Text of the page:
The State of the Atmosphere: Sunday, July 25th, 2021

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Hard to believe it's the final SOTA for July, 2021. Time is flying even if the rain is not!

Despite better moisture in place over recent days, storm coverage has been lacking across Northeast Colorado. The greatest coverage instead has been confined to the Palmer Divide and higher terrain of Colorado – especially over the southwestern portion of the state which needs it most!

Precipitation totals over the last two days were impressive across much of Arizona with an active monsoonal pattern in place over the last week. Even areas of Southwest Colorado managed some beneficial rain to end the week and start the weekend:

Nationally, we see a much drier pattern in place over the last week across the plains states and Mid-Atlantic, with the greatest precipitation anomalies across the Southwest (monsoon) and Southeast.

Zoomed into Colorado se see the east/west divide quite clearly, as well as a southerly bias for the greatest precipitation totals over the last week. Across the plains, even with some cooler temperatures yesterday, it's largely remained quite dry.

The week ahead
The good news is, the monsoon will continue to remain quite active through the end of the month, even delivering some good moisture as far west as California this week.

The bad news is... some of these storms are likely to produce more lightning than rain across the west where fire danger is quite high, and across the northern plains we expect a period of very hot weather for much of this week.

In the animation below you'll note a lot of green across the western United States. This is indicative of above average PWAT values (a measurement of how much water vapor is contained in a column of air for a given location). For the portion of the country that continues to be plagued by extreme drought conditions, this is obviously good news – with continued active monsoonal flow in place to enhance diurnal storms across the West.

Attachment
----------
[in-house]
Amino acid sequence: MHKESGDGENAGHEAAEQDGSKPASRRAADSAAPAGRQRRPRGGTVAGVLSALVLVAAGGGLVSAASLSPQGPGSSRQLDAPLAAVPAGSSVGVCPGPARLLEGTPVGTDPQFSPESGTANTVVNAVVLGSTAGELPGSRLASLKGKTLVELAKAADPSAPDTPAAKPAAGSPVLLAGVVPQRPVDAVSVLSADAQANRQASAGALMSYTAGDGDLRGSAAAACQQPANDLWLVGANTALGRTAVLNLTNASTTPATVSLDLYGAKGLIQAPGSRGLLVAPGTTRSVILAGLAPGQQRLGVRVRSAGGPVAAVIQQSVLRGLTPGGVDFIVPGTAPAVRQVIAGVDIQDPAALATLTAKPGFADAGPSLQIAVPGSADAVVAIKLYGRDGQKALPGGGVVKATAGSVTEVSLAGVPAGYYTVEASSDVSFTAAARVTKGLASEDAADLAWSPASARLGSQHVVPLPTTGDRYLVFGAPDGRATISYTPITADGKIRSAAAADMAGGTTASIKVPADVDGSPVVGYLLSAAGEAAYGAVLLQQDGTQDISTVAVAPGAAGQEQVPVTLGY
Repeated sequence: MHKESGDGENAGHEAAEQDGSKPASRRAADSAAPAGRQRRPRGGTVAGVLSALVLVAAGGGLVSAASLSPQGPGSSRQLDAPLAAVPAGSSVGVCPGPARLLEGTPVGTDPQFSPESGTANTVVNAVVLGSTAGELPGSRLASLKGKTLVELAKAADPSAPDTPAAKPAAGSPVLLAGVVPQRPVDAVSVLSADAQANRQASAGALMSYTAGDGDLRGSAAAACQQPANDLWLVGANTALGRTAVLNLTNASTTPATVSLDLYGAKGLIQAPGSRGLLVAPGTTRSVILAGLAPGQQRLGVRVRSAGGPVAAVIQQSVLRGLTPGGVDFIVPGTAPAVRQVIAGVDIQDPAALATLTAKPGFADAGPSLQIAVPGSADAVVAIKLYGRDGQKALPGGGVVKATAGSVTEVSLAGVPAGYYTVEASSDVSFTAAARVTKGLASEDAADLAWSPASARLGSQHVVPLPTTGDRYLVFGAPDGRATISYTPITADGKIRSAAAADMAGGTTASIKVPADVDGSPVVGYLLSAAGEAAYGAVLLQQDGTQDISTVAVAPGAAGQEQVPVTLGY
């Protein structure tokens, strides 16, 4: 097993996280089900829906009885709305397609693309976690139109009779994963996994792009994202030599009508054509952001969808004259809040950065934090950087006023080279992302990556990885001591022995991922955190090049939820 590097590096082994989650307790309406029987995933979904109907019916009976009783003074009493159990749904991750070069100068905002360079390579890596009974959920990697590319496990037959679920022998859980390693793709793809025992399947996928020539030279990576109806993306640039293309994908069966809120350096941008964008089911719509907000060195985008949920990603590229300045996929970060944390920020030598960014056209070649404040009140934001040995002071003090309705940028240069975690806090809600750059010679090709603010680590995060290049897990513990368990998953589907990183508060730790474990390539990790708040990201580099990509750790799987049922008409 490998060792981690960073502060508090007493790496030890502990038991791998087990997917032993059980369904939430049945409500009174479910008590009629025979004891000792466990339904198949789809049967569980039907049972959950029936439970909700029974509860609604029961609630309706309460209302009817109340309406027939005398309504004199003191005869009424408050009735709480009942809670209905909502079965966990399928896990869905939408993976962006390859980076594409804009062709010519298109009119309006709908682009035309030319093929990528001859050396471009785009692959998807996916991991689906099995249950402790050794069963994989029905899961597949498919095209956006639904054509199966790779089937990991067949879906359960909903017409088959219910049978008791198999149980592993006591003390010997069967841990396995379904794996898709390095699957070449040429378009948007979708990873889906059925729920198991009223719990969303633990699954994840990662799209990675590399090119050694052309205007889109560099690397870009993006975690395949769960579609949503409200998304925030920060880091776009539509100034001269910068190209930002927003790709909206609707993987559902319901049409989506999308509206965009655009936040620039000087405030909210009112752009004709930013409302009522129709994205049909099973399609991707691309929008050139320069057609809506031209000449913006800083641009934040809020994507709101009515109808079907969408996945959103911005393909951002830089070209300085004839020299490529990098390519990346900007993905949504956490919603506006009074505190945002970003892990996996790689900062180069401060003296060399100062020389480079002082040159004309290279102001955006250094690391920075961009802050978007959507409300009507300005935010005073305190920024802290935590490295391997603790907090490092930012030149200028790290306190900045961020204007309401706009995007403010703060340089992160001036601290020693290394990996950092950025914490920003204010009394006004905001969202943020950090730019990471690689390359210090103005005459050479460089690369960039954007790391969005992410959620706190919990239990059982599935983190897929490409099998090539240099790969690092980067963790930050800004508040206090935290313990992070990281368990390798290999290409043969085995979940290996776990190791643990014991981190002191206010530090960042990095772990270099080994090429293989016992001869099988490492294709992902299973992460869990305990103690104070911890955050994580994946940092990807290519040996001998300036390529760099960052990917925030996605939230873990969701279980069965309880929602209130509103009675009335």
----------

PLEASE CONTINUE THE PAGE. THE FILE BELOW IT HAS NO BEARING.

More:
For Northeast Colorado you'll note more whites/browns in place early in the animation before gradually an increase in moisture later in the run (days 7 - 10).

This aligns well with our outlook, which calls for a mostly dry forecast for the next several days, before increasing better storm chances later in the forecast. Below are the latest 24hr precipitation probabilities for Denver (you can find them for your location here).

If we look at precipitation anomalies through the end of the week, we see some above average precipitation forecast across the Southwest (even into southern California!) and across Western Colorado. Average to drier than average conditions are forecast to persist across Colorado's eastern plains.

If we extend the outlook through the middle of next week... the Euro is more optimistic some of that moisture will finally work its way further north and east. Perhaps too optimistic? But let's hope.

You'll likely hear a lot about a large "heat dome" in place over the country this week, which will help push temperatures well above average for many. The worst of the anomalous heat is expected to be across the northern High Plains, which continues to see worsening drought conditions this summer.

Here's a look at 500mb height anomalies for the coming week:

And corresponding temperatures...

Not surprisingly where we see the active monsoon to our southwest we anticipate temperatures to be cooler than average, but under the dome temperatures will be cooking.

So far any monsoon signal we've seen at range for the northern urban corridor hasn't really worked out – at least not widespread or reliably over multiple days. We'll go ahead and hope the Euro is right about an increase in storm coverage next weekend, which would mean not only better storm chances, but also some relief from the heat we expect for much of the workweek ahead. Highs through Friday are forecast in the 90s for Denver (hottest Tue/Wed/Thur), but perhaps some 80s by next weekend if we can manage some rain!